Viscounty of Béarn

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Viscounty of Béarn
Vicomitatus Benearniens (Latin)
Vescomtat de Bearn (Occitan)
Vicomté de Béarn (French)
9th century–1620
Flag Coat of arms
Gascony and Bearn ca.1150
Capital Lescar (up to ca.841)
Morlans (10th–12th centuries)
Ortès (12th–15th centuries)
Pau
Languages Medieval Latin
Old Occitan then Bearnès
Religion Roman Catholicism (up to the 16th century)
Calvinism (up to 1620)
Government Monarchy
Viscount or Prince
 -  9th century Centolh-Lop
 -  1610–20 Loïs I
Historical era Middle Ages and Renaissance
 -  Established 9th century
 -  Independence declared by Gaston III Fèbus 25 September 1347
 -  Enric II became King of France 27 February 1594
 -  Integrated by France October 1620

The Viscounty, later Principality, of Béarn (Gascon: Bearn or Biarn) was a medieval lordship in the far south of France, part of the Duchy of Gascony from the late ninth century. In 1347 the viscount refused to acknowledge the suzerainty of the French king and declared Béarn an independent principality. It later entered a personal union with the Kingdom of Navarre in 1479 and France in 1589. In 1620 the king formally incorporated Béarn as a province of France.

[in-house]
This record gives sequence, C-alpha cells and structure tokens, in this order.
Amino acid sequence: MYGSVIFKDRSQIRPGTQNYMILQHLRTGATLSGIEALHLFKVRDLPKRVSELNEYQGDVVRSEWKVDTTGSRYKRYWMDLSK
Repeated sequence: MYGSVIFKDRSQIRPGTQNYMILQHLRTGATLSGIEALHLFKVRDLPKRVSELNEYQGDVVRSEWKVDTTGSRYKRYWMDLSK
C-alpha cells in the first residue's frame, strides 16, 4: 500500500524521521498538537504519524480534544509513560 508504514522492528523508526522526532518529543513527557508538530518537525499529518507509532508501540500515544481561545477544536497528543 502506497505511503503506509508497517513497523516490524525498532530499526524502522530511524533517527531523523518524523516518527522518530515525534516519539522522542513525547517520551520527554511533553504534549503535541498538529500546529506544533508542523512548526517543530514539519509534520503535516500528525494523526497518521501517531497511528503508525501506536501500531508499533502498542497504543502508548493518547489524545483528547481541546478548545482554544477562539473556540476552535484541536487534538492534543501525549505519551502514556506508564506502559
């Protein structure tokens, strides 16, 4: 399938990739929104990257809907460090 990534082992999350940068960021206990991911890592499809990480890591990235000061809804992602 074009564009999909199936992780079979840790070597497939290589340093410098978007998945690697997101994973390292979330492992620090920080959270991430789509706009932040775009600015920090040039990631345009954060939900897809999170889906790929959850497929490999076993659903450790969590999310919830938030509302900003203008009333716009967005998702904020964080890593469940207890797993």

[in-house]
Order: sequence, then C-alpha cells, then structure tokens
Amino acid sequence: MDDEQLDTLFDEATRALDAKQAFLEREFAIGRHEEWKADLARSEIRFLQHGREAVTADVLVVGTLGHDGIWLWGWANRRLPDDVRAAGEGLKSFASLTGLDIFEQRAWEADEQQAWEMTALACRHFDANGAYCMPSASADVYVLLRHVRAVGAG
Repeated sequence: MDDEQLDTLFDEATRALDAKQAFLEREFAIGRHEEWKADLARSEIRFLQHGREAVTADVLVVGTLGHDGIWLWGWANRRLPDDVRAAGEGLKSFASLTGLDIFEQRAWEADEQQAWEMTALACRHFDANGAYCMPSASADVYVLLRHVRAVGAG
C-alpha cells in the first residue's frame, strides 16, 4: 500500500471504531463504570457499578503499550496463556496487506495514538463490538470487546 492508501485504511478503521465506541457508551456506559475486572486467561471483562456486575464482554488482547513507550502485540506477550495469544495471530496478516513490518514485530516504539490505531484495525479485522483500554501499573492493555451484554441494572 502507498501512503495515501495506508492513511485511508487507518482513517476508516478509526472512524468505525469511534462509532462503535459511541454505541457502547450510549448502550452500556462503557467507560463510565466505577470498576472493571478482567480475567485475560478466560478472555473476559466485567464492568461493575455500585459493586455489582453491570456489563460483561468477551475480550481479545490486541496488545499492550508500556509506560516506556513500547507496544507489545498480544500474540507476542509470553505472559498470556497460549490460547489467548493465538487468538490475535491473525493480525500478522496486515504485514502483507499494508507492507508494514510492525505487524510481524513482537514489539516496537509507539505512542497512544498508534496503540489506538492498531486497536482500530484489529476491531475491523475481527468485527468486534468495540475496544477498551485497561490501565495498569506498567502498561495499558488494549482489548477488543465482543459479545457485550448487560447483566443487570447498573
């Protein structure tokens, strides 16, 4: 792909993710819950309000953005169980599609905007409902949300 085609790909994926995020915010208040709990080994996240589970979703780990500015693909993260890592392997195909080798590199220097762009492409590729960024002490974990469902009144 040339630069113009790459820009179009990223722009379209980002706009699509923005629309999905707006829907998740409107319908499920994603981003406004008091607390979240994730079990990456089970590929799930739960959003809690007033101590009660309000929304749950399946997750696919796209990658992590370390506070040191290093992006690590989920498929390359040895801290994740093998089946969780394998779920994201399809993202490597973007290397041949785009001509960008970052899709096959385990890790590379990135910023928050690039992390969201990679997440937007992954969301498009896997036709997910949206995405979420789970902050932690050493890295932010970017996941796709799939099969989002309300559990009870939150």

The citation of a certain "Gaston [son] of Centule, viscount of Béarn" (Gasto Centuli vicecomes Bearnensis) is the first attestation of a specific regional organization in the late 860s/early 870s. Its first parliamentary body, the Cour Major, was formed in 1080. Bearn became a part of the Duchy of Aquitaine, which passed to the Kings of England through Eleanor of Aquitaine, and was thus subject to the Kingdom of England for a little over a century (1242–1347). Béarn passed to the House of Foix in 1290.